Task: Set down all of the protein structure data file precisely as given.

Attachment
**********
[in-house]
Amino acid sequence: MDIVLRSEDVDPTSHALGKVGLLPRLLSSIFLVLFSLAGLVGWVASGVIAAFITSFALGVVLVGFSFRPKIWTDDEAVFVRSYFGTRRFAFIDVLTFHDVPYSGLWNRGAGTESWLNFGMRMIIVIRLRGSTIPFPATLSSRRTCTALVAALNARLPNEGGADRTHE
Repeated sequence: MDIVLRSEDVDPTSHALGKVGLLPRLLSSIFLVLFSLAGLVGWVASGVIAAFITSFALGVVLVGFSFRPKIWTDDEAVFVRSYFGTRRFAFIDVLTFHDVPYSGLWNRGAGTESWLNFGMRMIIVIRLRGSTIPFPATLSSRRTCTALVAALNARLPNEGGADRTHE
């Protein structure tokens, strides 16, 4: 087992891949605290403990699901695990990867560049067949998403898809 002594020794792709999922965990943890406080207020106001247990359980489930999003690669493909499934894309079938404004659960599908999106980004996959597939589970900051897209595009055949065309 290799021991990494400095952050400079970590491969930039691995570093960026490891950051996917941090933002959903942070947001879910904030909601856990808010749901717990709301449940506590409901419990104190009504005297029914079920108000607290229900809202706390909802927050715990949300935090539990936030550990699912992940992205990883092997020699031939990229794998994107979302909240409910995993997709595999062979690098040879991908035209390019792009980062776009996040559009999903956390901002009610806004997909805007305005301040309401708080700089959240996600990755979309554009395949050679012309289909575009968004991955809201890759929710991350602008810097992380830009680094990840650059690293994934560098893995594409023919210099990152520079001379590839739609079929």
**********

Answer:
[in-house]
Amino acid sequence: MDIVLRSEDVDPTSHALGKVGLLPRLLSSIFLVLFSLAGLVGWVASGVIAAFITSFALGVVLVGFSFRPKIWTDDEAVFVRSYFGTRRFAFIDVLTFHDVPYSGLWNRGAGTESWLNFGMRMIIVIRLRGSTIPFPATLSSRRTCTALVAALNARLPNEGGADRTHE
Repeated sequence: MDIVLRSEDVDPTSHALGKVGLLPRLLSSIFLVLFSLAGLVGWVASGVIAAFITSFALGVVLVGFSFRPKIWTDDEAVFVRSYFGTRRFAFIDVLTFHDVPYSGLWNRGAGTESWLNFGMRMIIVIRLRGSTIPFPATLSSRRTCTALVAALNARLPNEGGADRTHE
């Protein structure tokens, strides 16, 4: 087992891949605290403990699901695990990867560049067949998403898809 002594020794792709999922965990943890406080207020106001247990359980489930999003690669493909499934894309079938404004659960599908999106980004996959597939589970900051897209595009055949065309 290799021991990494400095952050400079970590491969930039691995570093960026490891950051996917941090933002959903942070947001879910904030909601856990808010749901717990709301449940506590409901419990104190009504005297029914079920108000607290229900809202706390909802927050715990949300935090539990936030550990699912992940992205990883092997020699031939990229794998994107979302909240409910995993997709595999062979690098040879991908035209390019792009980062776009996040559009999903956390901002009610806004997909805007305005301040309401708080700089959240996600990755979309554009395949050679012309289909575009968004991955809201890759929710991350602008810097992380830009680094990840650059690293994934560098893995594409023919210099990152520079001379590839739609079929």